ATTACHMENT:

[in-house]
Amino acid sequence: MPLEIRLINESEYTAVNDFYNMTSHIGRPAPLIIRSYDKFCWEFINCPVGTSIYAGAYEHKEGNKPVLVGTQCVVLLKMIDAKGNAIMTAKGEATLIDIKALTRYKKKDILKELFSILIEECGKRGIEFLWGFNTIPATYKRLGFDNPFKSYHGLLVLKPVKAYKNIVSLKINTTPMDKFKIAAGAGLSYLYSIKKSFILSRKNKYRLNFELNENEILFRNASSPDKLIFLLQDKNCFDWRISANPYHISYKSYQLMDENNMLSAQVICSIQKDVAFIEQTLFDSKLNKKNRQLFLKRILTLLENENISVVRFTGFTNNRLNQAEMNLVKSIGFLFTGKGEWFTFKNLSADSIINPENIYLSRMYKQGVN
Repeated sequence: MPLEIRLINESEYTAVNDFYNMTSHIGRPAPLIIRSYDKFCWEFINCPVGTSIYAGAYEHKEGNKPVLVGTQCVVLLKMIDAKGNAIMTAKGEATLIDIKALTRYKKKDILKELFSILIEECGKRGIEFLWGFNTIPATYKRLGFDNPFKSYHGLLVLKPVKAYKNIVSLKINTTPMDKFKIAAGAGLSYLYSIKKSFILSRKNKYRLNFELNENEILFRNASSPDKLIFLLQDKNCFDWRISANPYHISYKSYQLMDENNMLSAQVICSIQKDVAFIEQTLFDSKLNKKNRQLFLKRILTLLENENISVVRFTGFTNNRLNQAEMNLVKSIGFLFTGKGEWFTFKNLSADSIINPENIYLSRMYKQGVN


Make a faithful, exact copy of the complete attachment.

[in-house]
Amino acid sequence: MPLEIRLINESEYTAVNDFYNMTSHIGRPAPLIIRSYDKFCWEFINCPVGTSIYAGAYEHKEGNKPVLVGTQCVVLLKMIDAKGNAIMTAKGEATLIDIKALTRYKKKDILKELFSILIEECGKRGIEFLWGFNTIPATYKRLGFDNPFKSYHGLLVLKPVKAYKNIVSLKINTTPMDKFKIAAGAGLSYLYSIKKSFILSRKNKYRLNFELNENEILFRNASSPDKLIFLLQDKNCFDWRISANPYHISYKSYQLMDENNMLSAQVICSIQKDVAFIEQTLFDSKLNKKNRQLFLKRILTLLENENISVVRFTGFTNNRLNQAEMNLVKSIGFLFTGKGEWFTFKNLSADSIINPENIYLSRMYKQGVN
Repeated sequence: MPLEIRLINESEYTAVNDFYNMTSHIGRPAPLIIRSYDKFCWEFINCPVGTSIYAGAYEHKEGNKPVLVGTQCVVLLKMIDAKGNAIMTAKGEATLIDIKALTRYKKKDILKELFSILIEECGKRGIEFLWGFNTIPATYKRLGFDNPFKSYHGLLVLKPVKAYKNIVSLKINTTPMDKFKIAAGAGLSYLYSIKKSFILSRKNKYRLNFELNENEILFRNASSPDKLIFLLQDKNCFDWRISANPYHISYKSYQLMDENNMLSAQVICSIQKDVAFIEQTLFDSKLNKKNRQLFLKRILTLLENENISVVRFTGFTNNRLNQAEMNLVKSIGFLFTGKGEWFTFKNLSADSIINPENIYLSRMYKQGVN